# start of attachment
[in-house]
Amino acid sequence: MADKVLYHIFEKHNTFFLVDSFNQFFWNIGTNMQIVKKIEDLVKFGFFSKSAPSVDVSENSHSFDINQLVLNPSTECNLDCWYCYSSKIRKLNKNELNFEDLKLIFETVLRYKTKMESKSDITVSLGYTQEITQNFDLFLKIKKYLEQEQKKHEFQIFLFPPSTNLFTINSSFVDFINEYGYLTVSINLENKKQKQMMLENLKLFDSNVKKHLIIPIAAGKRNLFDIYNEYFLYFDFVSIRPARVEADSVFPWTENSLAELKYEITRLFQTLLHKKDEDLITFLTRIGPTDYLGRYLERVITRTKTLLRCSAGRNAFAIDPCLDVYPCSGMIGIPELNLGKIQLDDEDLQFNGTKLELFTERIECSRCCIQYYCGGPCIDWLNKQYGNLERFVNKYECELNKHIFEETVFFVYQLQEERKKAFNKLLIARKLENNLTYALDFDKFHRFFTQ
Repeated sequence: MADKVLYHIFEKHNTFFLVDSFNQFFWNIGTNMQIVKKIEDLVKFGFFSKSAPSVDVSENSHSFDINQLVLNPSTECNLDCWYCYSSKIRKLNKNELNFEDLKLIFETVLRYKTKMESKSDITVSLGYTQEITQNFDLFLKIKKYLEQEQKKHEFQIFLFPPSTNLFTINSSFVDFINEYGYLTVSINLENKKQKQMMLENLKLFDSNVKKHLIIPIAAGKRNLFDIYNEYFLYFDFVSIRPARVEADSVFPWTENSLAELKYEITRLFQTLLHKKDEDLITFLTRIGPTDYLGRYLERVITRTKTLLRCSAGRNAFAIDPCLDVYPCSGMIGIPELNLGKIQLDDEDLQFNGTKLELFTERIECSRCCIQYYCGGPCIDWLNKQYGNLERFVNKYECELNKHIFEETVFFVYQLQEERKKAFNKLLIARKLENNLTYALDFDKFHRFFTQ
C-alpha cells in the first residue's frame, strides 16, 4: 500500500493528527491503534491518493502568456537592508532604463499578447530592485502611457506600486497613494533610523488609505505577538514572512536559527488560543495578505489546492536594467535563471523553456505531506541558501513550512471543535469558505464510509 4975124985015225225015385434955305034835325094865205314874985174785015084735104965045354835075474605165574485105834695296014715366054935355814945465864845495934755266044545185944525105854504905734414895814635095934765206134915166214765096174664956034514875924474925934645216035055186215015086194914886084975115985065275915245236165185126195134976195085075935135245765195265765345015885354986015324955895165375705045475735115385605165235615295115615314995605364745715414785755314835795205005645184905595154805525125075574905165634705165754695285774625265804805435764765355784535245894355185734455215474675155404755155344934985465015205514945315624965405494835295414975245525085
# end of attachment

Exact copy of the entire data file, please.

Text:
[in-house]
Amino acid sequence: MADKVLYHIFEKHNTFFLVDSFNQFFWNIGTNMQIVKKIEDLVKFGFFSKSAPSVDVSENSHSFDINQLVLNPSTECNLDCWYCYSSKIRKLNKNELNFEDLKLIFETVLRYKTKMESKSDITVSLGYTQEITQNFDLFLKIKKYLEQEQKKHEFQIFLFPPSTNLFTINSSFVDFINEYGYLTVSINLENKKQKQMMLENLKLFDSNVKKHLIIPIAAGKRNLFDIYNEYFLYFDFVSIRPARVEADSVFPWTENSLAELKYEITRLFQTLLHKKDEDLITFLTRIGPTDYLGRYLERVITRTKTLLRCSAGRNAFAIDPCLDVYPCSGMIGIPELNLGKIQLDDEDLQFNGTKLELFTERIECSRCCIQYYCGGPCIDWLNKQYGNLERFVNKYECELNKHIFEETVFFVYQLQEERKKAFNKLLIARKLENNLTYALDFDKFHRFFTQ
Repeated sequence: MADKVLYHIFEKHNTFFLVDSFNQFFWNIGTNMQIVKKIEDLVKFGFFSKSAPSVDVSENSHSFDINQLVLNPSTECNLDCWYCYSSKIRKLNKNELNFEDLKLIFETVLRYKTKMESKSDITVSLGYTQEITQNFDLFLKIKKYLEQEQKKHEFQIFLFPPSTNLFTINSSFVDFINEYGYLTVSINLENKKQKQMMLENLKLFDSNVKKHLIIPIAAGKRNLFDIYNEYFLYFDFVSIRPARVEADSVFPWTENSLAELKYEITRLFQTLLHKKDEDLITFLTRIGPTDYLGRYLERVITRTKTLLRCSAGRNAFAIDPCLDVYPCSGMIGIPELNLGKIQLDDEDLQFNGTKLELFTERIECSRCCIQYYCGGPCIDWLNKQYGNLERFVNKYECELNKHIFEETVFFVYQLQEERKKAFNKLLIARKLENNLTYALDFDKFHRFFTQ
C-alpha cells in the first residue's frame, strides 16, 4: 500500500493528527491503534491518493502568456537592508532604463499578447530592485502611457506600486497613494533610523488609505505577538514572512536559527488560543495578505489546492536594467535563471523553456505531506541558501513550512471543535469558505464510509 4975124985015225225015385434955305034835325094865205314874985174785015084735104965045354835075474605165574485105834695296014715366054935355814945465864845495934755266044545185944525105854504905734414895814635095934765206134915166214765096174664956034514875924474925934645216035055186215015086194914886084975115985065275915245236165185126195134976195085075935135245765195265765345015885354986015324955895165375705045475735115385605165235615295115615314995605364745715414785755314835795205005645184905595154805525125075574905165634705165754695285774625265804805435764765355784535245894355185734455215474675155404755155344934985465015205514945315624965405494835295414975245525085